Supporters of these immigrants have watched in growing outrage as Democrats have failed repeatedly to achieve results for the cause. They want to see Democrats stand strong, even after a three-day partial government shutdown over the issue last month failed to achieve more than a commitment from McConnell to debate the issue on the Senate floor.

But many House Democrats are skittish over forcing another shutdown after the last one failed to yield much, especially with Senate Democrats largely on board for the spending deal. Minority leader Charles Schumer, Democrat from New York, negotiated the package with McConnell, with input from Pelosi and Speaker Paul Ryan, a Wisconsin Republican.

‘‘It’s split in there, but not everybody has expressed their point of view,’’ one lawmaker, Representative Jackie Speier, Democrat from California, said as she exited the House Democrats’ meeting late Thursday.


House conservatives were also balking, objecting to the enormous increase in federal spending, most of which would be piled onto the deficit with minimal attempts to offset it.

Earlier Thursday, Ryan expressed confidence that the bill, which delivers a military funding boost sought by the GOP alongside increases in domestic spending favored by Democrats, would pass.

‘‘There is widespread agreement in both parties that we have cut the military too much, that our service members are suffering as a result, and that we need to do better,’’ he said. But the outlook was growing cloudier as the evening wore on. Lawmakers and aides said planning was underway to pass a very short-term spending extension to keep the government open past midnight, if necessary.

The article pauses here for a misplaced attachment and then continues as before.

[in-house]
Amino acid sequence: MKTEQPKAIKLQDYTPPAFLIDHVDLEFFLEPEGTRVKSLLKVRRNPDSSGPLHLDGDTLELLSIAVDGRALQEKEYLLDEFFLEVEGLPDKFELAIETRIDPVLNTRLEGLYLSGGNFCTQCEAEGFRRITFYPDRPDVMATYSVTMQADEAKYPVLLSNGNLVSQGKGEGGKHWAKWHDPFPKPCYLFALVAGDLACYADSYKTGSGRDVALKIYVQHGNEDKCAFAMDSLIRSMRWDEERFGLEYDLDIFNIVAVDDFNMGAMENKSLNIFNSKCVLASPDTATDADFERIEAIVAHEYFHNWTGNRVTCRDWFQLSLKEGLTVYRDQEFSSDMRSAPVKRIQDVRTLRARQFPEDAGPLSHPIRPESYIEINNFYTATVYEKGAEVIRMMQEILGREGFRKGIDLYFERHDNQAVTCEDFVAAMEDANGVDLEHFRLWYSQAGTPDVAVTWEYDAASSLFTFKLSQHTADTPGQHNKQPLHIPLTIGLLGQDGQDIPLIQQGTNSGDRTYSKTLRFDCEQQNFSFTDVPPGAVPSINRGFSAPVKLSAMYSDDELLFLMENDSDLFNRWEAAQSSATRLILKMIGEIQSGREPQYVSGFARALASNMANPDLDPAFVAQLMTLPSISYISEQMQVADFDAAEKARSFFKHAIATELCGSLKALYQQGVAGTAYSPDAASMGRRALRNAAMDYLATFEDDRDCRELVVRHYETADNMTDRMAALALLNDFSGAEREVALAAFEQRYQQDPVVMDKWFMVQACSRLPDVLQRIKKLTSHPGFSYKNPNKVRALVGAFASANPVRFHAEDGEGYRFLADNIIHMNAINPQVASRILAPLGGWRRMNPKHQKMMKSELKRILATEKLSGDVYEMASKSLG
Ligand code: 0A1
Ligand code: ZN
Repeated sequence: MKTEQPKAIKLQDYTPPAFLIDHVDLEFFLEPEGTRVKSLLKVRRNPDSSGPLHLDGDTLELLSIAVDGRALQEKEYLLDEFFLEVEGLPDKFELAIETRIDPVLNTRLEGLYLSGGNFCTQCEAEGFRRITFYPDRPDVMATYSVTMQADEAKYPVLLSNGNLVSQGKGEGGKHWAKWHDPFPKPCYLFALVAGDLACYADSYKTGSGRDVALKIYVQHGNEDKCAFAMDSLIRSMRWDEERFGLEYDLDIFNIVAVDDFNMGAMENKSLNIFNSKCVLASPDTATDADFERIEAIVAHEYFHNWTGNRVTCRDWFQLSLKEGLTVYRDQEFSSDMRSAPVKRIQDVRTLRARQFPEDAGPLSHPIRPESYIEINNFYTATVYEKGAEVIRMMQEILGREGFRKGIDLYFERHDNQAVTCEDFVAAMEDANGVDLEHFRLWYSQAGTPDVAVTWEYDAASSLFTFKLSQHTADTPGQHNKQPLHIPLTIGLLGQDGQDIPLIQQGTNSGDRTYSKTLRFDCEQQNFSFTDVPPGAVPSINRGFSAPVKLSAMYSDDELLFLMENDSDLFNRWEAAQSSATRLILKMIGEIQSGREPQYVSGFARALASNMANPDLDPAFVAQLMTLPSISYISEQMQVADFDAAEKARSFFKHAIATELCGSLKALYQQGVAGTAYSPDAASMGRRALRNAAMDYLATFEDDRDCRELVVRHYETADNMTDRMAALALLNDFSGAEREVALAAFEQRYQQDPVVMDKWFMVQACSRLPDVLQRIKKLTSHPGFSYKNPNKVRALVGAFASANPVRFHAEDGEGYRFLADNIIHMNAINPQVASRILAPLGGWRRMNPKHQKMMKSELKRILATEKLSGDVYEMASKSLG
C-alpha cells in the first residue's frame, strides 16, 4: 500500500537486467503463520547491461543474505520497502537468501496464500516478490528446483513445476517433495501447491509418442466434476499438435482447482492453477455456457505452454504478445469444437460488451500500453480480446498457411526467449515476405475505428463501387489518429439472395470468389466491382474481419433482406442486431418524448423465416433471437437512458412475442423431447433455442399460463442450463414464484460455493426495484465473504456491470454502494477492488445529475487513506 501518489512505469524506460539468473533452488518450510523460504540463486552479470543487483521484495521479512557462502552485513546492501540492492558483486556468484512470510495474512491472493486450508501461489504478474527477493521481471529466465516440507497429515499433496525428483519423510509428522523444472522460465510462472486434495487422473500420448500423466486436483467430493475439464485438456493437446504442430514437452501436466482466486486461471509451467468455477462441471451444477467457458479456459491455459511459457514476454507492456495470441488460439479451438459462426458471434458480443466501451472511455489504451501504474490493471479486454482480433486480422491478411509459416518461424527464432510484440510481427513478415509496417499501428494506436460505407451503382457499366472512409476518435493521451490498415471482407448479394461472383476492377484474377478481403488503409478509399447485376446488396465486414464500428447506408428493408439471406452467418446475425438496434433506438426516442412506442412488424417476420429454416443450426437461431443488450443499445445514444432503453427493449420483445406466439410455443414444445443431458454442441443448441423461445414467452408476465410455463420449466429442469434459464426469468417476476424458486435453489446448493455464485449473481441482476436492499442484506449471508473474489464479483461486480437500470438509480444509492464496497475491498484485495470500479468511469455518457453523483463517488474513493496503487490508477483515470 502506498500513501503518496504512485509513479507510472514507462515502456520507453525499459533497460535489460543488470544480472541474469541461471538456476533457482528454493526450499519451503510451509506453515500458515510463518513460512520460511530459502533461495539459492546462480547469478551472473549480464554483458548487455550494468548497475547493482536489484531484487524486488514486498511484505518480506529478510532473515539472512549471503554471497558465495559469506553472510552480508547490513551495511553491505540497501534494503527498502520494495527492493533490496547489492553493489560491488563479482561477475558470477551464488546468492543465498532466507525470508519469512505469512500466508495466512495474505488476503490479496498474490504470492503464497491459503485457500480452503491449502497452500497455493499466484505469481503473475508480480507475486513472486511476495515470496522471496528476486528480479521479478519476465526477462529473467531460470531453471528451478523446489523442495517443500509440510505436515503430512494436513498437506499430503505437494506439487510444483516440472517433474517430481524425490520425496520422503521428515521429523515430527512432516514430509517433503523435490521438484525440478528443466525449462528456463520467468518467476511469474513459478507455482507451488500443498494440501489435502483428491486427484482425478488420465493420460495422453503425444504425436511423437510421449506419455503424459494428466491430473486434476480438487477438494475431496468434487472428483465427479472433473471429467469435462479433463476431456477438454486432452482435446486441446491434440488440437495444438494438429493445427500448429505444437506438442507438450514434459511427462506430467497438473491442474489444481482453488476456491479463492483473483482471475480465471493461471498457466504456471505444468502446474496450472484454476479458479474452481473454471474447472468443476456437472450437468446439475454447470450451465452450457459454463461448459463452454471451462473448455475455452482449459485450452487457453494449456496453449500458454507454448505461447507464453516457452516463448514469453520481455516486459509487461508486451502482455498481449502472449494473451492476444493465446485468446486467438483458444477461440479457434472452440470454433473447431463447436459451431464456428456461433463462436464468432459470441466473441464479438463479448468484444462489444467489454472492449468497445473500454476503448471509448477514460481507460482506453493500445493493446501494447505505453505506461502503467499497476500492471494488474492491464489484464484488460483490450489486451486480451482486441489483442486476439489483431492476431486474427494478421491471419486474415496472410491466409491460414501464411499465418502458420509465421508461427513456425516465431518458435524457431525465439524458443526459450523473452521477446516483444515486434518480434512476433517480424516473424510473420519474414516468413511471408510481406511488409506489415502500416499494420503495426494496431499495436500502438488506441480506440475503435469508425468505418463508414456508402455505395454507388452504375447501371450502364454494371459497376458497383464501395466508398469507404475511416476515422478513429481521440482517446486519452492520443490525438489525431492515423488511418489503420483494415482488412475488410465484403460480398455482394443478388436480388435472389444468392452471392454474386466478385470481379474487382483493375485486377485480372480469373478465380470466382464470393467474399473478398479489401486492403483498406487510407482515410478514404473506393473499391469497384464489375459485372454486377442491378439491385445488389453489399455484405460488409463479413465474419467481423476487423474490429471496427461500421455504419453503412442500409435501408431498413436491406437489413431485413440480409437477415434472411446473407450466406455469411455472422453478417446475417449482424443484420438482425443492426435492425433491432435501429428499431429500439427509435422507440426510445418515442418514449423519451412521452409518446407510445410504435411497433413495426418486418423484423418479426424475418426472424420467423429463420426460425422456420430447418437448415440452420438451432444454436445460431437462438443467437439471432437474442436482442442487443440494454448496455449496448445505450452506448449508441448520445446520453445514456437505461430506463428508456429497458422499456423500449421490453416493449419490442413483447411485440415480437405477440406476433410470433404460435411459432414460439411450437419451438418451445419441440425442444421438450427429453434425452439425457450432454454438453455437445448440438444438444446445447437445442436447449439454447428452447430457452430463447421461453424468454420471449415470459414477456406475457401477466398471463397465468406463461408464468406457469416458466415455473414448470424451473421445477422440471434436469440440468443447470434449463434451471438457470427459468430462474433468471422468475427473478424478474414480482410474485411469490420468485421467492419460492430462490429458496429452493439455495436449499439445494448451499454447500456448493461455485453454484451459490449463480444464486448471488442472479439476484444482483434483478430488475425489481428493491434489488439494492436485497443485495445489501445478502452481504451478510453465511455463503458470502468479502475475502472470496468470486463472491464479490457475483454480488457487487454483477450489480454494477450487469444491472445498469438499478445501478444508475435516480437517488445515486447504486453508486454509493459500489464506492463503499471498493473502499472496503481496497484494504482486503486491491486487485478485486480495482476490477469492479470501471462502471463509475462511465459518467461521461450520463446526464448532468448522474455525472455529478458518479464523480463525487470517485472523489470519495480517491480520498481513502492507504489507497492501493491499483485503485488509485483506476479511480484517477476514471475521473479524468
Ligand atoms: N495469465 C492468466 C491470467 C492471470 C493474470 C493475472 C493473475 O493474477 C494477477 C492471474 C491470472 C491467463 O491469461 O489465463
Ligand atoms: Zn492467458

If the larger spending bill does pass, its impact would be wide-ranging- renewing several large health care programs, suspending the national debt limit for a year, and extending billions of dollars of expiring business tax breaks. The cost of those provisions exceeds $560 billion, though lawmakers included some revenue-raising offsets, such as increases in customs fees and a sell-off from the Strategic Petroleum Reserve.

In comparison, the 2009 fiscal stimulus bill passed at the bottom of a global recession under Obama was estimated to cost $787 billion over 10 years. Republicans were nearly unanimous in opposing that measure in their clamor for fiscal restraint in the face of growing deficits — demands largely drowned out now in the Trump era.

This spending bill, proposed amid an economic boom, could be the last major piece of legislation passed before November’s midterm elections, barring a breakthrough on a thorny immigration debate.

In the House, Ryan, who wrote several deficit-cutting Republican budgets before becoming speaker, sought to tamp down fears that the bill could further explode the nation’s fiscal imbalance by amping up spending without spelling out offsetting cuts or revenue-raisers.

But the massive spending bill, coming less than two months after Republicans pushed through a tax cut that stands to slash federal revenue by a trillion dollars or more over a decade, has given plenty of Republicans heartburn.

The agreement includes an additional $160 billion in uncapped funding for overseas military and State Department operations, continuing a costly line item that dates back to the immediate response to the 2001 terrorist attacks. And about $90 billion more would be spent on disaster aid for victims of recent hurricanes and wildfires. Tax provisions would add another $17 billion to the cost of the bill.